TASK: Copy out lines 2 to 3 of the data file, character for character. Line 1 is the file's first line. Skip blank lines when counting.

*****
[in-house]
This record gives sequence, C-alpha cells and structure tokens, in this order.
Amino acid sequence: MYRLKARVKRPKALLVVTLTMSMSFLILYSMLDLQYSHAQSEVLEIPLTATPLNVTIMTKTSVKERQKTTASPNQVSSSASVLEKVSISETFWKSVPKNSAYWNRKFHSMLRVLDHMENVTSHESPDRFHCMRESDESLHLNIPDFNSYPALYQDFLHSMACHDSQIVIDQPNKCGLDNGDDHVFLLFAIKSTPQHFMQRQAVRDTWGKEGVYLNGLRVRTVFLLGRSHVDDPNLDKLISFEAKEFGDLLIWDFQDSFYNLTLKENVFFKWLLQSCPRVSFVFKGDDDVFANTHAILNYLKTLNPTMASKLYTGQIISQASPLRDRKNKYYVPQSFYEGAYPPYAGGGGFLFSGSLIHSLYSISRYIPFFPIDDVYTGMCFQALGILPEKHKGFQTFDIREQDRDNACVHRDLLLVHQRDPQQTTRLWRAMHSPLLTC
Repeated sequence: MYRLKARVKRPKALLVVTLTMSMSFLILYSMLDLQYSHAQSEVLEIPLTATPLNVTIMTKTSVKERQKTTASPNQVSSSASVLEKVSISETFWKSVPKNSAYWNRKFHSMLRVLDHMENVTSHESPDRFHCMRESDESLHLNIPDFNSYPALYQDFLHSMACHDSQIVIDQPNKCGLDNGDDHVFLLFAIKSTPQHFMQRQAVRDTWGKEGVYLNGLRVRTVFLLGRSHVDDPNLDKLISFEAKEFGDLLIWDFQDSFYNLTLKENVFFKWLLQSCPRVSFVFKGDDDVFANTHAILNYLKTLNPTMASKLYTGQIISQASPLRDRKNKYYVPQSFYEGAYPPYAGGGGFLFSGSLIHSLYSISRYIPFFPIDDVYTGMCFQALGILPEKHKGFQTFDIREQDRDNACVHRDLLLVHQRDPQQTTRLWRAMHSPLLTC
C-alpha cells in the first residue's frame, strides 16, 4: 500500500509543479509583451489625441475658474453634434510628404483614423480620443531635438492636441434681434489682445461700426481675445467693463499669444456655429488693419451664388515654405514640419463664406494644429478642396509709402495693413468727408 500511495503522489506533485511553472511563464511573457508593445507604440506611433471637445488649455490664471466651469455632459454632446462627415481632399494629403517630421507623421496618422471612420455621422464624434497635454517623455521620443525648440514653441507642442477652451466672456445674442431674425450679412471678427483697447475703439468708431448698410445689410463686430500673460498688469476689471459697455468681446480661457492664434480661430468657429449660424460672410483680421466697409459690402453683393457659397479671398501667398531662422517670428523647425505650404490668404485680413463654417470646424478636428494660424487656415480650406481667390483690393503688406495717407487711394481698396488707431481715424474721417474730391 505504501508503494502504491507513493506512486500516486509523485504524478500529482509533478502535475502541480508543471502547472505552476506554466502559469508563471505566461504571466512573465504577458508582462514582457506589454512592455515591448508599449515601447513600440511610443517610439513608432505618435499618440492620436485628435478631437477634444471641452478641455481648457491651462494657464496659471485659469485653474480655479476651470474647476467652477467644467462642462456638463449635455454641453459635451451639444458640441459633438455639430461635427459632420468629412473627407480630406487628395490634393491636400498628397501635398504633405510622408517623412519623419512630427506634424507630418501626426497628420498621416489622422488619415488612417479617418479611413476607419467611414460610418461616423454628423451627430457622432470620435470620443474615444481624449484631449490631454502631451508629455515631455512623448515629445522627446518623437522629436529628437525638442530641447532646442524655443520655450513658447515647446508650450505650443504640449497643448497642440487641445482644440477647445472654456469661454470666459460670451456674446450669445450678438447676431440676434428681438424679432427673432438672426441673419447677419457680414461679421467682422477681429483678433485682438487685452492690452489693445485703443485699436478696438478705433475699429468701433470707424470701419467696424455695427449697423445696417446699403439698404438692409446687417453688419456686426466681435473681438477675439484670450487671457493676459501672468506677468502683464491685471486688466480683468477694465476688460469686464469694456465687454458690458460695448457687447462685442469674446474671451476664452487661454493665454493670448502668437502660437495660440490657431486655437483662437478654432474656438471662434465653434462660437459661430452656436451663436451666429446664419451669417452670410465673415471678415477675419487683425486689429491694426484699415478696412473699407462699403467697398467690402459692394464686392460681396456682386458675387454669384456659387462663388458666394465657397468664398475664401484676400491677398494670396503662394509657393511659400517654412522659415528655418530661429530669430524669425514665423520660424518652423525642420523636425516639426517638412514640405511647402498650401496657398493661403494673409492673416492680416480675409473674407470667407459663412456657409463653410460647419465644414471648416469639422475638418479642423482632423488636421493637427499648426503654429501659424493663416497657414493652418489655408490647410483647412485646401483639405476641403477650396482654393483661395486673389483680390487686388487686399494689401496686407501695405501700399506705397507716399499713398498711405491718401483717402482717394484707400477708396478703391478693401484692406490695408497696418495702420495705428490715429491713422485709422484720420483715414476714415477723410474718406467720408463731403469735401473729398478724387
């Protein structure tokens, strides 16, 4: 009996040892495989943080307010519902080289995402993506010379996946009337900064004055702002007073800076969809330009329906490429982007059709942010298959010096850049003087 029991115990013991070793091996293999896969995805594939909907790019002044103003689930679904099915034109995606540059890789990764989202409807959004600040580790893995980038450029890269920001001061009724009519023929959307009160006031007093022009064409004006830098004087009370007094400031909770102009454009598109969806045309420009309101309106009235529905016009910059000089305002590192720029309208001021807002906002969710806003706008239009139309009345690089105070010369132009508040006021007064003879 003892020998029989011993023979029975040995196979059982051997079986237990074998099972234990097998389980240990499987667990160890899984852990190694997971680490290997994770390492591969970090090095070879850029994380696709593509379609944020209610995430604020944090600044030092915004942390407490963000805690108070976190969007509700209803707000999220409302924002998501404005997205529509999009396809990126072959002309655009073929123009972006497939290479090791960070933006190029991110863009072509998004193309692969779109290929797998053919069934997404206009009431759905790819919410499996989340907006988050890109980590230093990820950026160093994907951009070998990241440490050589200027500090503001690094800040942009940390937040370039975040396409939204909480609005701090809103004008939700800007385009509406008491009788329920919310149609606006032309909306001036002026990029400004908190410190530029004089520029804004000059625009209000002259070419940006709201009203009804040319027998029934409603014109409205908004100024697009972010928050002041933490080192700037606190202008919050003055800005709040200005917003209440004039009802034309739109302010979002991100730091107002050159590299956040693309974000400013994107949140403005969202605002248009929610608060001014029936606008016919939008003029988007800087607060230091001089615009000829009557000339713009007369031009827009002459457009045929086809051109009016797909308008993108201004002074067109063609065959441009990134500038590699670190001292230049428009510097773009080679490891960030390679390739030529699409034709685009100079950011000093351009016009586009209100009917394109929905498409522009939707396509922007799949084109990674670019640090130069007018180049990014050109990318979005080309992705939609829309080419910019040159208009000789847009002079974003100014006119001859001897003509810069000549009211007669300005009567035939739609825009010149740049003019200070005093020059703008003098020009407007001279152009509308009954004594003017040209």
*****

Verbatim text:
This record gives sequence, C-alpha cells and structure tokens, in this order.
Amino acid sequence: MYRLKARVKRPKALLVVTLTMSMSFLILYSMLDLQYSHAQSEVLEIPLTATPLNVTIMTKTSVKERQKTTASPNQVSSSASVLEKVSISETFWKSVPKNSAYWNRKFHSMLRVLDHMENVTSHESPDRFHCMRESDESLHLNIPDFNSYPALYQDFLHSMACHDSQIVIDQPNKCGLDNGDDHVFLLFAIKSTPQHFMQRQAVRDTWGKEGVYLNGLRVRTVFLLGRSHVDDPNLDKLISFEAKEFGDLLIWDFQDSFYNLTLKENVFFKWLLQSCPRVSFVFKGDDDVFANTHAILNYLKTLNPTMASKLYTGQIISQASPLRDRKNKYYVPQSFYEGAYPPYAGGGGFLFSGSLIHSLYSISRYIPFFPIDDVYTGMCFQALGILPEKHKGFQTFDIREQDRDNACVHRDLLLVHQRDPQQTTRLWRAMHSPLLTC